Monday, April 30, 2012

April Shower of Teen Reads

Where: The Voracious Reader, Larchmont, NY.
When: Friday, April 20, 2012.
Who: Jennifer Castle (The Beginning of After), Amalie Howard, (Spellbound), Kristi Cook (Haven, Mirage), Kim Purcell (Trafficked).

This was a wonderful event that I attended with Maria of The Serpentine Library. Pizza and drinks were served and the authors were extremely friendly. They all read something from their book. Kristi read a sneak peek of Mirage, which is not out yet. The authors discussed how they began writing their novels. Kim was writing a different book when she learned about modern slavery in the US. Fear is the theme of this book, specifically what it takes for anyone to get through a fear. Jennifer was volunteering in a cat rescue facility when she met a very young woman who had lost her entire family, but managed to still be able to find herself and give of herself. I also really appreciate Jennifer's comments on standalones being beautiful in themselves. Amalie has been writing since she was nine years old but took a hiatus from it. She wasn't satisfied staying away from it so she began again and came up with a heroine who needed help. Kristi was writing historical romance when she started to read YA. She then started to write for fun and it consumed her. She likes paranormal YA because it pushes the story further.

There was then a discussion on contemporary versus paranormal and other trends. The authors feel that in YA Dystopian has peaked and the new trend will be Sci-Fi and Thrillers. No one thinks that Paranormal is going anywhere. Good news for me!

(l-r) Kristi Cook, Kim Purcell, Jennifer Castle & Amalie Howard.

~Four winners will each get one (1) book.
~The first winner will get their first choice and we'll go down the line from there.

To Enter:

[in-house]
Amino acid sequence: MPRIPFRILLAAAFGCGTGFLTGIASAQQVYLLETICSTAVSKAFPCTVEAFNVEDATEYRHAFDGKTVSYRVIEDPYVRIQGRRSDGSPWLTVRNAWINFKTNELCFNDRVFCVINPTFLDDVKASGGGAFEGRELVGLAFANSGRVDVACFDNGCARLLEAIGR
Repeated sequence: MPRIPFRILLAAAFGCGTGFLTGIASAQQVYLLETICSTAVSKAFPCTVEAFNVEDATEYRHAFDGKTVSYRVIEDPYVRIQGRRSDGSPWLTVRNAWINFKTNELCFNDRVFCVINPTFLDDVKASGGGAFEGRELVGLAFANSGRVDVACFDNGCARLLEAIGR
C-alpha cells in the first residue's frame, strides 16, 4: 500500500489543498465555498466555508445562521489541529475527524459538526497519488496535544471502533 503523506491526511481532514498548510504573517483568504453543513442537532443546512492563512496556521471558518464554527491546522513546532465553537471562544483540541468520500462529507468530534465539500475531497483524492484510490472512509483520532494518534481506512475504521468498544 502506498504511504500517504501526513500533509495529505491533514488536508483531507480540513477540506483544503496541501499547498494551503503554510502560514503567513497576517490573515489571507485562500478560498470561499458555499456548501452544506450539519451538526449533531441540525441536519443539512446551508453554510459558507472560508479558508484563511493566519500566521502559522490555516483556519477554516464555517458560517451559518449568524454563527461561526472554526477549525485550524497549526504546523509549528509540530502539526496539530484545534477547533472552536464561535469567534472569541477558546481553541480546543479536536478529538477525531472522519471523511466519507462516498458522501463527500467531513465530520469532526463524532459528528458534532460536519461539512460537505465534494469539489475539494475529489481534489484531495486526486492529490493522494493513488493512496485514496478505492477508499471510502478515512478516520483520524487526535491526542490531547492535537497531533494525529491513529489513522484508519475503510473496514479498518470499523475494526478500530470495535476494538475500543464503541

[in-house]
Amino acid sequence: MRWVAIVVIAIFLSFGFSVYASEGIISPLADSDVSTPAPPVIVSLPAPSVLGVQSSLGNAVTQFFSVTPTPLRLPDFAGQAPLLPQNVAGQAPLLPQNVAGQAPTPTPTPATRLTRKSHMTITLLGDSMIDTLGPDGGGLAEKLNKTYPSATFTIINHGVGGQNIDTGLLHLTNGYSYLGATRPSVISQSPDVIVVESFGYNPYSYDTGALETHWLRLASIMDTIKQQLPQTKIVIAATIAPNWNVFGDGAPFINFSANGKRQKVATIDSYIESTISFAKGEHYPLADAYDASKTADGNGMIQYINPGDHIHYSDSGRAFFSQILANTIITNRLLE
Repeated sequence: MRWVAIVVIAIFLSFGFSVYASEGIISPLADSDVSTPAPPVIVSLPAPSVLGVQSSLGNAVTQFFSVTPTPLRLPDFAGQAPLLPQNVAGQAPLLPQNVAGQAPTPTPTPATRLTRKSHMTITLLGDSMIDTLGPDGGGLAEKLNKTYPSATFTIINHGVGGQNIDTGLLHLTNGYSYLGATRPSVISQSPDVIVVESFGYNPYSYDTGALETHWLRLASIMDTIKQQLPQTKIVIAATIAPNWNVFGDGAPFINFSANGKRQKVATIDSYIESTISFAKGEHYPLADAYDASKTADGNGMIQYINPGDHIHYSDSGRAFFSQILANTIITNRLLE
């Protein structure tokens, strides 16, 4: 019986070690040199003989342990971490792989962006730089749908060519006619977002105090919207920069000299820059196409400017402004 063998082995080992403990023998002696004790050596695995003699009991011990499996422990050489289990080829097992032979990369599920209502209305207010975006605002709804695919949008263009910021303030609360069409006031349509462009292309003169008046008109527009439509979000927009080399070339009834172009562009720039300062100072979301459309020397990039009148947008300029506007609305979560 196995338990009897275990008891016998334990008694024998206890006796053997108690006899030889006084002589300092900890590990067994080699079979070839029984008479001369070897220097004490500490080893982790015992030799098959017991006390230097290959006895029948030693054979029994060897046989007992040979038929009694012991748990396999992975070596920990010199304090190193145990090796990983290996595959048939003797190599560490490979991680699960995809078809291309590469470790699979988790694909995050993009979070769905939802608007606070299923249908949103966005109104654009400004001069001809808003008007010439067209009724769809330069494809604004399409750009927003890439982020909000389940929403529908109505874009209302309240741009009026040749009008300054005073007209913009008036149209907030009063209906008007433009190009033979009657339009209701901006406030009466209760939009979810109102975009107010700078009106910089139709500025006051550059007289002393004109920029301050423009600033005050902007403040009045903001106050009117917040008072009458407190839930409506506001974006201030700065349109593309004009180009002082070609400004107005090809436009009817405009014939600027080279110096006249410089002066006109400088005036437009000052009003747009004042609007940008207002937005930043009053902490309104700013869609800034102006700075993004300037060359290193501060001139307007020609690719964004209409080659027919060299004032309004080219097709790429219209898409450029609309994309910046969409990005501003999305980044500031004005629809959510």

~Fill out the Rafflecopter form below.
~Extra entries are optional.
~If you are choosing to do extra entries, please read the questions/instructions CAREFULLY! If you do not follow the instructions, I reserve the right to disqualify that entry.

~Please see my contest policy HERE.
~Contest ends Tuesday, May 8, 2012 at 12:01 a.m.
~Winner(s) must contact me with 36 hours of my first e-mail or another winner will be chosen.

2012 World Horror Convention - Sunday Seminars

RESIDUAL HAUNTINGS:  Wasatch Paranormal Tom Carr, Russ Cook and Jess Rice.

I'm a skeptic.  Even a cynic at times.  So why do I watch ghost huntings shows?  Well for one thing, they're fun.  I admit that I would also love to be proven wrong.  I've tiptoed through the Winchester Mystery House at night, stayed in the "most haunted room" in Kinnity Castle, Ireland and in The Stanley Hotel, Colorado and have traipsed through cemeteries with only a flashlight to guide me.  I've never seen anything, heard anything or felt anything.

When the Wasatch Paranormal team presented some of their findings and I heard what was on the audio, my first thought was "Whoa."  Now, I'm not saying that they convinced me in one hour, I'm always playing Devil's advocate, but it is the one piece of evidence that I've ever come across that has made me think, "Things that make you go hmmm."

Points brought up:
-Their purpose is to assist a client, living or dead.
-Jess love people and history and wants to hear a ghosts "story."
-Tom started at age 16.  (Very few people were doing it.)
-Tom feels that ghost hunters do this because they are also thrill seekers.
-A ghost doesn't know they have died and has not moved on.  A spirit has moved on  and has come back for a visit.
-Tom said that ghost hunting is a lot like golf.  It's just as expensive and just as 

Cool quotes:
"I'm not here to prove the paranormal.  It's not a science." ~Tom
"I'm dead." ~voice on recording

My favorite part: Hearing a piece of evidence that was pretty darn cool and also when Russ said that he would love to go the Shanley Hotel in NY, because that is only a few hours from me.

Visit Wasatch Paranormal for more info!

Tom Carr. 
Jess Rice and Tom Carr. 
Russ Cook.


Points brought up:
-Ten years ago there wasn't a lot of zombie fiction.
-Zombie literature won three Stoker Awards this year (2012).
-Zombies bring up modern fears about war, hardship and infection.
-The Walking Dead is a commentary on the post-apocalyptic social structure and how to
-The Walking Dead is about humans with zombies in the background.
-Even thought it was about vampires, I Am Legend introduced zombie "tropes."
-The Walking Dead and tv shows and zombie literature about a zombie apocalypse can  
 be considered a "...narcissistic survival fantasy."
-There is a difference between a monster and being monstrous.  In The Walking Dead 
 the zombies are just animals (monsters), who have no choice.  How do the humans 
-Zombies are a more applicable allegory in our world than vampires.